When comparing the secondary structures evolution in STAT5a and STAT5b over MD simulations, we found that the two residues replacement in CCD, A187C and Q188F, causes a slight shift of the helical structures in STAT5b, the reorganization of α1-helix in C-extremity to a 310-helix and the elongation of the α2-helix (Fig 4, S5 Fig). The point replacements in DBD (E391D, C392Y, A427S, V442I and S452C) contribute to a slight shortening of the β-strands b and e, along with a shortening of α-helix α4’ in STA5b. We observed that the five-residues insert (CESAT) in the p-Tail of STAT5b and the series of point replacements (F636Q, N639M, L640F, K644M, S664 and F679Y) in SH2 domain promoted a significant destabilization of the helices αB-αD and stimulated a complete unfolding of the β-sheet C in STAT5b. We stated that these structural effects are the responses of STAT5 on the amino acids replacement (polymorphism) and consequently, may be described as a sequence-dependent structural rearrangement/adjustment having either a local character or a long-distance concerted contribution.

Fig 4. Secondary structure in STAT5 proteins.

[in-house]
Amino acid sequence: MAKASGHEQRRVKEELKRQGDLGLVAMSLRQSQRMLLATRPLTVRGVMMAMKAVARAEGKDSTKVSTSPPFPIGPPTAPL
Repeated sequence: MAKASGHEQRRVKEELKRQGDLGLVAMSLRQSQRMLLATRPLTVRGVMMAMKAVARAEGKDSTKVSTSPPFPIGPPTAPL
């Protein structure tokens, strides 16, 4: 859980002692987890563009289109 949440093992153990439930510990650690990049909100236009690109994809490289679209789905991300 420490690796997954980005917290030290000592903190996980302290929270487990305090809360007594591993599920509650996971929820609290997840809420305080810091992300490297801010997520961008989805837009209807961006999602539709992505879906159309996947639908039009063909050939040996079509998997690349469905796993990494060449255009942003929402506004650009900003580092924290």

Secondary structure assignments for the STAT5 proteins were averaged over the two replicas of MD simulations. For each residue, the proportion of secondary structure type is given as a percentage of the total simulation time and shown with lines of different color: α-helix is in red, 310-helix is in black, β-sheet is in green, and β-bridge is in blue. The STAT5 structural domains are indicated at the top by a colored line (the CCD in blue, the DBD in red, the LD in green, the SH2D in yellow and the C-term tail in grey).

The phosphorylation of Y694/699 residue impacts the secondary structure of the proteins, and this effect depends on the STAT5 isoform. When regarding the secondary structure in STAT5a (Fig 4), we noticed that phosphorylation of Y694 shortens the distal region of α1- and α2-helices (CCD) and of the DBD 310-helix, but in contrast, stabilizes partially the α4’-helix (DBD). Similarly to p-STAT5a, the phosphorylated STAT5b shows a shortening of the α1-helix (CCD) and a folding of the small helices (αB-αD) in the SH2 domain. Similarly to slight differences of the dynamical parameters (RMSDs and RMSFs) between the 30- and 200-ns MD simulations, only a tiny divergence in the secondary structures elements between short or long simulations of the same protein was observed (Fig 4, S6 Fig).